Portsmouth Railroad Museum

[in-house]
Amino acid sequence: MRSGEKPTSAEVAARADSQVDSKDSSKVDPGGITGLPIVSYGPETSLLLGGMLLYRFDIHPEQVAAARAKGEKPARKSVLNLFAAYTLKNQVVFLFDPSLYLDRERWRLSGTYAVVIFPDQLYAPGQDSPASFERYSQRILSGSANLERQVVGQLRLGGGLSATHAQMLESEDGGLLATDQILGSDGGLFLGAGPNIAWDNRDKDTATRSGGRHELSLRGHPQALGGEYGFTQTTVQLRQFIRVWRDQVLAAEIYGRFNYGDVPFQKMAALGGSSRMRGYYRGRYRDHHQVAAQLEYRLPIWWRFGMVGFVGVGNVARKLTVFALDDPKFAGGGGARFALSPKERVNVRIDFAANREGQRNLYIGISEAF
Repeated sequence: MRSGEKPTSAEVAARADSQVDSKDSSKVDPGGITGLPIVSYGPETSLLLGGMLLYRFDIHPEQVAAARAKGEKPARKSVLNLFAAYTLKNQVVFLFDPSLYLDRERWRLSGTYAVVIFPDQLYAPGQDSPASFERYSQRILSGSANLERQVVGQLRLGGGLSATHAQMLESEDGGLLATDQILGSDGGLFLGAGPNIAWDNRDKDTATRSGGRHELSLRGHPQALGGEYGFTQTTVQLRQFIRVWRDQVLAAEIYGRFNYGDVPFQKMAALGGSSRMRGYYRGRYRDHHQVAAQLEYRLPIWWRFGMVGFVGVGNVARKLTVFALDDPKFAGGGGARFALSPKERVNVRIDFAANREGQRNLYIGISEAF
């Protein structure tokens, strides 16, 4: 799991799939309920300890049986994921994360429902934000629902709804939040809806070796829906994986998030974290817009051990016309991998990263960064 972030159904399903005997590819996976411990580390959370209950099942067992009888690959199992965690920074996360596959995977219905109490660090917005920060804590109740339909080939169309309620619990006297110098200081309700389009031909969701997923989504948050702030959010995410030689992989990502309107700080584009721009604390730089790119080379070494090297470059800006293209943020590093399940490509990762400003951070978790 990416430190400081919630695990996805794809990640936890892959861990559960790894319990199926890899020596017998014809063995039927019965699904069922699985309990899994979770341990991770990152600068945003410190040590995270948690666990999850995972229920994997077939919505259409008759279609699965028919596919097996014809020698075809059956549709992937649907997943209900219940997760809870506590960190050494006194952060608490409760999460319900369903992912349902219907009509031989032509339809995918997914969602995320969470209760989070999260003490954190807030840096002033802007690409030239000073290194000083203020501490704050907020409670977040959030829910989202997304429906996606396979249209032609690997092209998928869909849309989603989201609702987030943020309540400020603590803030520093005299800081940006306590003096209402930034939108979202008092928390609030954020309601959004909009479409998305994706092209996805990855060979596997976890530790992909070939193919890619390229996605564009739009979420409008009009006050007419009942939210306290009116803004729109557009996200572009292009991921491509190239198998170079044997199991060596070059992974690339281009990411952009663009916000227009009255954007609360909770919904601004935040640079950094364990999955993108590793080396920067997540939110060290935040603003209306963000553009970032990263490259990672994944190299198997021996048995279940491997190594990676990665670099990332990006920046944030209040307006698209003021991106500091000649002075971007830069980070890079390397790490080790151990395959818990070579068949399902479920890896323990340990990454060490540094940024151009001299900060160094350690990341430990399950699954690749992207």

In 2007, McPherson Design Group provided various structural engineering services for this project, including design of the rail platform with a small-cantilevered roof and elevated concrete deck and a small kiosk at the Railroad Museum. In 2010, we provided limited special inspection services for the Railroad Museum. The Railroad Museum consists of a five-car train and a depot-style platform. The two mail cars will serve as a walk-through gallery for everything from old photos of locomotives to rail tools and a caboose stove. An antique Norfolk Southern caboose and a Wabash Railroad Co. dining car are also part of the show, but the undisputed star is a 1910-era Norfolk and Western steam locomotive. It was rescued from a scrap yard in Roanoke three years ago. Officially called Engine No. 1134, the old titan of the tracks had become a rusted ghost. The locomotive was among a group of discards called the Lost Engines of Roanoke that railroad preservationists had been trying to save from the scrap yard for years. At some point the trains were promised to the Virginia Museum of Transportation in Roanoke. Portsmouth's Museum Group negotiated a deal to pay to move the equipment in exchange for one of the locomotives and its auxiliary tender. The total cost to obtain and restore the locomotive was $225,000. It had to be separated into three parts for transporting and then was welded back together in Portsmouth. The organization spent another $400,000 to landscape the area around the train and to build the platform. In all, the Board has raised about $2 million - two-thirds from the private sector and the rest from two state grants.